This refers to the article “A year after Mumbai: the global battle of ideas” (Nov. 23). The 26/11 Mumbai terror attacks were expected to mark a turning point in the global struggle against terrorism. The outrage expressed by people, the media and political leaders was profound and it raised the hope that November 26 would mark the end of terrorism. But the legal proceedings against the terror suspects are still in the pre-trial stage in Pakistan.

If Islamabad’s claim that it is facing a threat from its periphery is true, its response to the terror attacks would have been intense. But most of the time, it has been denying the involvement of its men in the attack. India and Pakistan should work together if terrorism is to be uprooted from their soil. There is a need for a radical change in the peace dialogue.

S.S. Vasan, Chennai

The attack on Mumbai was sad and ignominious. Have we learnt our lessons or are we still sitting ducks? The answer is ‘yes’ and ‘no.’ ‘No’ because considerable work has been done by way of boosting security, improving reaction time, and coordinating intelligence network. ‘Yes,’ because the threat of a terror attack still looms large.

This is because we have not been able to instil fear in the minds of terrorists and their handlers. We would have done that had we, soon after the Kargil war, Parliament attack or, at least 26/11, carried out precision strikes on the terrorist camps across the border; had we eliminated hardcore terrorists; and had we punished Ajmal ‘Kasab’ within weeks of 26/11 rather than making him sit on our heads.

Aniket Singh, Mohali

Nothing can be more shameful than the fact that even after one year of the Mumbai carnage, ‘Kasab,’ the lone terrorist caught in action, is yet to be sentenced for his crime. On the contrary, we are spending money on his security and health.

Had our criminal justice system been more speedy and prompt, we would not have ‘Kasabs’ striking terror in India.

S.P. Sharma, Mumbai

There may be many opinions on the right and wrong of the moves made by India to counter cross-border terror, post-26/11. The truth is: the danger of an attack on any major city, place of worship, other strategic points such as power plants, railway stations and airports today is real. Eliminating terrorist activities from the Pakistani soil is next to impossible.

V.K. Nair, Thrissur

With the first anniversary of 26/11 approaching, many believe that India should have retaliated against Pakistan first and then started talking to it. Pakistan and the ISI were most certainly involved in the heinous crime perpetrated from their soil. But a very important question to which we are yet to find an answer is: who in India gave support to the perpetrators of 26/11? Why are we not asking this as forcefully as we should?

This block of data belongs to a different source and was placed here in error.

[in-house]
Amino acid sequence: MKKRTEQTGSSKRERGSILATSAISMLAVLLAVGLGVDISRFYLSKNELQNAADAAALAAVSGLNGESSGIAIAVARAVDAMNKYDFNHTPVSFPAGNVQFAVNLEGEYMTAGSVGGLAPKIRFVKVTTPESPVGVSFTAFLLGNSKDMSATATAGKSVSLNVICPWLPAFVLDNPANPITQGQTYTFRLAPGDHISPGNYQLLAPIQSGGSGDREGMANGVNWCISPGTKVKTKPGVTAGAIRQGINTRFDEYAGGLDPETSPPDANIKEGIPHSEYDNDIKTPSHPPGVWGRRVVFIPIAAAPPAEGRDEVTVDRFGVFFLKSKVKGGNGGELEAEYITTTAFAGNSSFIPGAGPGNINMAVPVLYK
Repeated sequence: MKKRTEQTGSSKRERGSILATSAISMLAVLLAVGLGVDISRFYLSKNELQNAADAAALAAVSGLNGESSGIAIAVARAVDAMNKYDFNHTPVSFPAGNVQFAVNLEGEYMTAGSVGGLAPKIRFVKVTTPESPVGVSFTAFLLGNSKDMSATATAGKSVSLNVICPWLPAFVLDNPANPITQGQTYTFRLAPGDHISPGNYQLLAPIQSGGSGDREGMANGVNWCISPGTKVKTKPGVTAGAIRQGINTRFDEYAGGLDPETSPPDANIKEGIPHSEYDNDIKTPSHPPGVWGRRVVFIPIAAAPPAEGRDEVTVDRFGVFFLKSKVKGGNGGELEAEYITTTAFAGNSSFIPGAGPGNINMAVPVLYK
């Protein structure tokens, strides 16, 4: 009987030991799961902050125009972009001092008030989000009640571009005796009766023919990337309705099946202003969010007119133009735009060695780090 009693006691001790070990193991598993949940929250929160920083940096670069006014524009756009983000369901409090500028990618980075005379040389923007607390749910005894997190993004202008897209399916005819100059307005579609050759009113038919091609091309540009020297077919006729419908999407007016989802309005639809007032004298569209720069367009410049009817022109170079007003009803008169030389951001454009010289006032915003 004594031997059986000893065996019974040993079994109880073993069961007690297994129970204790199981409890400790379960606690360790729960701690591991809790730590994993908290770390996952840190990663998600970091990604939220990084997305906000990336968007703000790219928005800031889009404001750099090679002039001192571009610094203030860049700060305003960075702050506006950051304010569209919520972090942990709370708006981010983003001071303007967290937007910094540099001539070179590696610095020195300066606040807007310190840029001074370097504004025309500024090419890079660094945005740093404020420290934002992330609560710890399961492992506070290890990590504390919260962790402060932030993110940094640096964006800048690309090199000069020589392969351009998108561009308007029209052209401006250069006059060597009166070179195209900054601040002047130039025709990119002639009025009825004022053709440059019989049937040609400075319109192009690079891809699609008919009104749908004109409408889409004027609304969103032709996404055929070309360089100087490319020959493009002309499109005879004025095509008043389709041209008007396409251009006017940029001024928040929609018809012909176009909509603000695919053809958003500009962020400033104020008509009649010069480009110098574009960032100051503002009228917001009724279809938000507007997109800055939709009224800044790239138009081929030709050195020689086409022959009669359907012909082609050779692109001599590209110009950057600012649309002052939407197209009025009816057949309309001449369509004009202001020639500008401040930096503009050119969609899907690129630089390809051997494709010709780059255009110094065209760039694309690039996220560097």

Motupalli S. Prasad, Chennai

Gory happenings such as the 26/11 attacks should not be relived. In fact, the trauma that the people of Mumbai experienced must be erased from their minds forever and a sense of security and peace instilled in them. Instead, we find newspapers and the electronic media full of footage of the dastardly attacks — people running in panic, bodies strewn all over, etc. This is certainly not pleasant for those who would like to forget the tragedy. People celebrate festivals such as Diwali, Christmas and Eid because of the good things and the message that accompany them. Observing the anniversary of a terror attack that killed, maimed and orphaned many is in poor taste.

M.V. Nahusharaj, Bangalore

The report on the Italian police account of how Pakistani operatives activated a U.S.-based Voice-over-Internet Protocol which was used by handlers in Pakistan to give orders to the terrorists during the Mumbai attacks throws light on how dangerous modern technology can be. The growth of science was meant for the welfare and wellbeing of humanity. But, unfortunately, it is increasingly misused to inflict misery. Where did we go wrong? The answer lies within our society — in the family, the social set-up and the culture we develop.

C. Petson Peter, Kochi

The Mumbai attacks case is taking a curious turn following the reports of the alleged involvement of Pakistan-born U.S. national David Headley and the disclosure of the Italian police. Where did the attack originate? We have a right to know. The government should find out where the plan was hatched.

B.S. Raghavendra Rao, Bangalore

One wonders what the rationale behind the extensive media coverage to Headley is. It is not as though a terrorist plot against India has been exposed by the foreign intelligence agencies for the first time. If anything, it is a blot on our intelligence. Headley travelled widely in India before 26/11, creating sleeper cells. He did not even bother to cover his tracks. If only our intelligence agencies had been more alert, the 26/11 carnage could have been averted.

Subramanian Venkatraman, Mumbai

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